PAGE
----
What are the biggest blunders in programming lore?
Mars Climate Orbiter
The Mars Climate Orbiter (MCO) was launched on December 11, 1998 atop a Delta I launch vehicle. In September 1999 it was to achieve an elliptical orbit around Mars, where it would skim through the upper atmosphere for several weeks to move into a low circular orbit. On September 23, 1999 the MCO was lost when it entered the Martian atmosphere in a lower than expected trajectory.
The Mars Climate Orbiter was destroyed by a navigational error which caused the spacecraft to miss its intended 140–150 km altitude above Mars during orbit insertion, instead entering the Martian atmosphere at about 57 km. 85 km was the minimum survivable altitude. The spacecraft would have been destroyed by atmospheric stresses and friction at this low altitude.
The small forces ΔV for use in orbit determination solutions were low by a factor of 4.45 because data was delivered in lb-sec instead of Newton-sec. One team of engineers working on the orbiter had used metric units while another team had used English units. They had failed to convert English measures of rocket thrust to Newton, a metric system measuring rocket force:1 pound force = 4.45 newtons.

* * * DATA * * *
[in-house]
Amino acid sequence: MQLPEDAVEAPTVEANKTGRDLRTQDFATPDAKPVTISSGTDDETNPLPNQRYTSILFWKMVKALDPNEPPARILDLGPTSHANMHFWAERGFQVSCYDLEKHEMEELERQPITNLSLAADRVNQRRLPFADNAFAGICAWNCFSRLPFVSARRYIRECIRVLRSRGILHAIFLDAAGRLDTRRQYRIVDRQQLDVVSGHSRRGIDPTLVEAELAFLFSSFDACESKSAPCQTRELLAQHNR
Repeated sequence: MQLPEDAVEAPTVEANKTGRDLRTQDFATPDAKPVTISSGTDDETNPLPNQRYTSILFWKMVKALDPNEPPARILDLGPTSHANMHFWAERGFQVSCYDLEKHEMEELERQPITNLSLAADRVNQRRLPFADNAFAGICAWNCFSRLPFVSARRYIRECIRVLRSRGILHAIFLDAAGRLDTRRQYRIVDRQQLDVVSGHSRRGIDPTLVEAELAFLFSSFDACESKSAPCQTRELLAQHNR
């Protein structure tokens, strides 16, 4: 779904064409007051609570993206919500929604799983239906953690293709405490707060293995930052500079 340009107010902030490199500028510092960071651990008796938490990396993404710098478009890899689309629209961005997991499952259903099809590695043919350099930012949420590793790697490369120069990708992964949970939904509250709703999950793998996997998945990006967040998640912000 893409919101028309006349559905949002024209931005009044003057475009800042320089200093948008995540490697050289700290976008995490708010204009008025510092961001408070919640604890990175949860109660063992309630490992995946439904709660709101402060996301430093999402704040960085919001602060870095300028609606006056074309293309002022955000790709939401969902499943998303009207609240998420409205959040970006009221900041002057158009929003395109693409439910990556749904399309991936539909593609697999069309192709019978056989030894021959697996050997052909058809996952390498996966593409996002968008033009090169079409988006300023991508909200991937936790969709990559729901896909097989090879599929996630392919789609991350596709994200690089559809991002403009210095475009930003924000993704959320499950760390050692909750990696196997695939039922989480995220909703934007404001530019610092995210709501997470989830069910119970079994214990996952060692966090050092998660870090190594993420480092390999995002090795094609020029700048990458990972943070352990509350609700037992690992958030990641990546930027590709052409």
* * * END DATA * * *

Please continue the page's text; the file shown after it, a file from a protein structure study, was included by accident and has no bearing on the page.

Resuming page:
The resulting loss = US$327.6 million
The USS Yorktown (DDG-48/CG-48) was a Ticonderoga-class cruiser in the United States Navy from 1984 to 2004. From 1996 the USS Yorktown was used as the test bed for the Navy’s Smart Ship program. The ship was equipped with a network of 27 dual 200 MHz Pentium Pro based machines running Windows NT 4.0 communicating over fiber-optical cable with a Pentium Pro based server. This network was responsible for running the integrated control center on the bridge, monitoring condition assessment, damage control, machinery control and fuel control, monitoring the engines and navigating the ship. This system was estimated to save $2.8 million per year by reducing the ships complement by 10%.
In September 21, 1997 while on maneuvers off the coast of Cape Charles, Virginia, a crew member entered a zero into the data field of a database, which caused a divide-by-zero exception in the ships Remote Data Base Manager which brought down all the machines on the network, causing the ships propulsion system to fail. As a result the USS Yorktown was dead in the water for just under three hours, and had to be towed back to Norfolk naval base.